Ottawa PC Users' Group, Inc.
Streets & Trips 2006 with GPS Locator
by Chris Taylor
If I am ever
stranded on a deserted island and can have only one book,
undoubtedly, I want National Geographic Atlas of the
World. I love maps. And that extends down to street
maps. Maybe it has something to do with the guy
thing of not wanting to ask for directions.
There are many options for accessing street maps for
free, including Google Earth, MapQuest, and
Microsofts Windows Live Local. Even the Ontario
Ministry of Transportation offers downloadable road maps
in Adobe Reader format.
With many free choices for maps, why would anyone buy a
mapping program? For me, it was the richness I found in
Streets & Trips (S&T) that attracted me. It
provides street-level maps for almost all communities in
Canada and the U.S.
For trip planning, S&T has some great tools. You can
look up locations and S&T will zoom to that spot.
Mark one spot as a starting point and another as the end
and S&T will calculate the route and highlight it on
the map. If you dont like the route S&T
calculates, you can highlight the route and drag it where
you want. S&T recalculates the route to pass that
way. You can mark an area you want to avoid. You can have
it find the fastest route or the shortest route. It will
even calculate the estimated time and gas costs.
You can easily change what landmarks are shown by
S&T, choosing from 51 different categories including
15 different cuisines for restaurants. In all, there are
1.8 million points of interest.
Print options include overview maps, strip maps, turn by
turn maps (which show close ups of places where you have
to change direction), and you can print driving
I like using free mapping sites on the Internet. But I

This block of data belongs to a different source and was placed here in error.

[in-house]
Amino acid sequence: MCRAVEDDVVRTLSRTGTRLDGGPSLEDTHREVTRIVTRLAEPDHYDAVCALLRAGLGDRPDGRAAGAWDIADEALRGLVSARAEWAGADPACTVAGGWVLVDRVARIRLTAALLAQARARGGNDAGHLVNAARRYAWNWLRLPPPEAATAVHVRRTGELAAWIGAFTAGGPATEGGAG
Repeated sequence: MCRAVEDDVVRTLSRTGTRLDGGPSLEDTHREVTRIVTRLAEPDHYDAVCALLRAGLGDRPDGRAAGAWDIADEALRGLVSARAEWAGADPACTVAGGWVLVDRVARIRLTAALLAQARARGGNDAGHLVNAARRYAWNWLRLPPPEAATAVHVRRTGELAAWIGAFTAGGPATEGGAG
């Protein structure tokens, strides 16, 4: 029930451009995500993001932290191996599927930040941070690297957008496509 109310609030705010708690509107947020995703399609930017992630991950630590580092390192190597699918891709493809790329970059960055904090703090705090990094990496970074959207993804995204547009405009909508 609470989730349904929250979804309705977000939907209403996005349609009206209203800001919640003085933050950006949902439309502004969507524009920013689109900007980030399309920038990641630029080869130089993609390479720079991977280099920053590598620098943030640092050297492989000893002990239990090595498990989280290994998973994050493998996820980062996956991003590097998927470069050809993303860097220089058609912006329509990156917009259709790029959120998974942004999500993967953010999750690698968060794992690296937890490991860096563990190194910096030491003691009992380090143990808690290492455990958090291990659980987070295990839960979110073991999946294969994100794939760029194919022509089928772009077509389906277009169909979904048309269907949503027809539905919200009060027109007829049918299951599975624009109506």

like the idea of having all the data with me on my
laptops hard drive. When I am on the road, I can
look up new information, change my route, and find
interesting areas nearby.
The full name of Streets & Trips with GPS Locator
gives away the most fascinating thing about this version
of S&T the included Global Positioning System
locator. This magical little two-inch square piece of
plastic encases a GPS receiver; the Pharos GPS-360.
the six-foot USB cable into your computer, run S&T
and bring up the GPS Task Pane. As soon as the receiver
synchs up with enough satellites, it displays your
current location on the map. As well, it displays your
latitude and longitude, altitude, speed, and direction.
Options include the ability to keep yourself centered on
the map, rotate the map so your current direction is
always upward on the screen, and having a blue trail show
where you have traveled.
"On the way home"
version 2006 is the ability to have S&T speak
directions to you as you travel along a route. While this
is a really terrific feature, it uses the generic speech
engine built into Windows XP. This was puzzling to me.
Because it is a generic voice engine, it will try to
pronounce anything, even that magical word from Colossal
Cave Adventure game; XYZZY. As such, its pronunciation
frequently leaves something to be desired. But S&T
has a very limited vocabulary. I may be wrong, but
phrases such as Turn left in one point four
kilometres, In two kilometres, continue
straight and In three hundred metres, arrive
at destination seem to be about the extent of what
it will say. S&T will not even attempt to tell you a
street name to turn onto. As such, I think it would
provide much clearer speech if it used canned sound
snippets to generate the audible instructions.
That quibble aside, I love the GPS feature. The accuracy
is quite good. If there are at least 3 satellites in
view, which is normally the case, I find the position is
accurate to within about 10 or 20 meters. With 5 or 6
satellites in view, the accuracy is about 5 metres or
Even if not using the GPS interactively, having it with
me when I am on a trip guarantees I will never remain
lost for long. I can just boot up the computer, and in
minutes, I will know where I am within a few metres. And
I dont have to ask for directions.
Windows 2000 or XP (XP required for voice output).
Minimum disk space 500 MB (1.1 GB for full install)
in Ottawa - $130
Streets & Trips 2006 with GPS Locator
Street price in
Ottawa - $130
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Ottawa Personal Computer Users Group (OPCUG), Inc.
3 Thatcher Street, Ottawa, ON K2G 1S6
opinions expressed in these reviews do not necessarily
represent the views of the OPCUG or its members.
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